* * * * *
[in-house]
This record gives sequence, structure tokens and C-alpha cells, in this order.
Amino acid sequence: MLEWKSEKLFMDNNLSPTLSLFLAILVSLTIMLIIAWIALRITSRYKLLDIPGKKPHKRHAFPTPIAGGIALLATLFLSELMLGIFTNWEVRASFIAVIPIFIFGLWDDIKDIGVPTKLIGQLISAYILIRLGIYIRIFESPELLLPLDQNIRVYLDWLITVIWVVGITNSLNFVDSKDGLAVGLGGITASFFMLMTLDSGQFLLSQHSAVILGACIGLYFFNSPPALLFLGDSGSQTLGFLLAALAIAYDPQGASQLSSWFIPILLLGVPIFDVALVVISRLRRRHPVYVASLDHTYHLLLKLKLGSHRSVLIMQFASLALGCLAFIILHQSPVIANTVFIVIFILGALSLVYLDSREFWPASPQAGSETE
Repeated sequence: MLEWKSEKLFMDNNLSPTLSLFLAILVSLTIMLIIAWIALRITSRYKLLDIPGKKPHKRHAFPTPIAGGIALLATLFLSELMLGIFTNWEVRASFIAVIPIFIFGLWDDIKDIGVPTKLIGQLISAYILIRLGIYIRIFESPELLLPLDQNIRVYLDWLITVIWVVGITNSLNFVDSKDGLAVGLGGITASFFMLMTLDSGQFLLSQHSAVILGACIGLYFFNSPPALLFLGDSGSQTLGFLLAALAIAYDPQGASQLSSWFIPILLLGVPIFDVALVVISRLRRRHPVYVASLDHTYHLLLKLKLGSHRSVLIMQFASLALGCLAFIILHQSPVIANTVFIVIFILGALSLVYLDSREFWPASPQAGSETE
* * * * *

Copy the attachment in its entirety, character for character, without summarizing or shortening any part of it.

[in-house]
This record gives sequence, structure tokens and C-alpha cells, in this order.
Amino acid sequence: MLEWKSEKLFMDNNLSPTLSLFLAILVSLTIMLIIAWIALRITSRYKLLDIPGKKPHKRHAFPTPIAGGIALLATLFLSELMLGIFTNWEVRASFIAVIPIFIFGLWDDIKDIGVPTKLIGQLISAYILIRLGIYIRIFESPELLLPLDQNIRVYLDWLITVIWVVGITNSLNFVDSKDGLAVGLGGITASFFMLMTLDSGQFLLSQHSAVILGACIGLYFFNSPPALLFLGDSGSQTLGFLLAALAIAYDPQGASQLSSWFIPILLLGVPIFDVALVVISRLRRRHPVYVASLDHTYHLLLKLKLGSHRSVLIMQFASLALGCLAFIILHQSPVIANTVFIVIFILGALSLVYLDSREFWPASPQAGSETE
Repeated sequence: MLEWKSEKLFMDNNLSPTLSLFLAILVSLTIMLIIAWIALRITSRYKLLDIPGKKPHKRHAFPTPIAGGIALLATLFLSELMLGIFTNWEVRASFIAVIPIFIFGLWDDIKDIGVPTKLIGQLISAYILIRLGIYIRIFESPELLLPLDQNIRVYLDWLITVIWVVGITNSLNFVDSKDGLAVGLGGITASFFMLMTLDSGQFLLSQHSAVILGACIGLYFFNSPPALLFLGDSGSQTLGFLLAALAIAYDPQGASQLSSWFIPILLLGVPIFDVALVVISRLRRRHPVYVASLDHTYHLLLKLKLGSHRSVLIMQFASLALGCLAFIILHQSPVIANTVFIVIFILGALSLVYLDSREFWPASPQAGSETE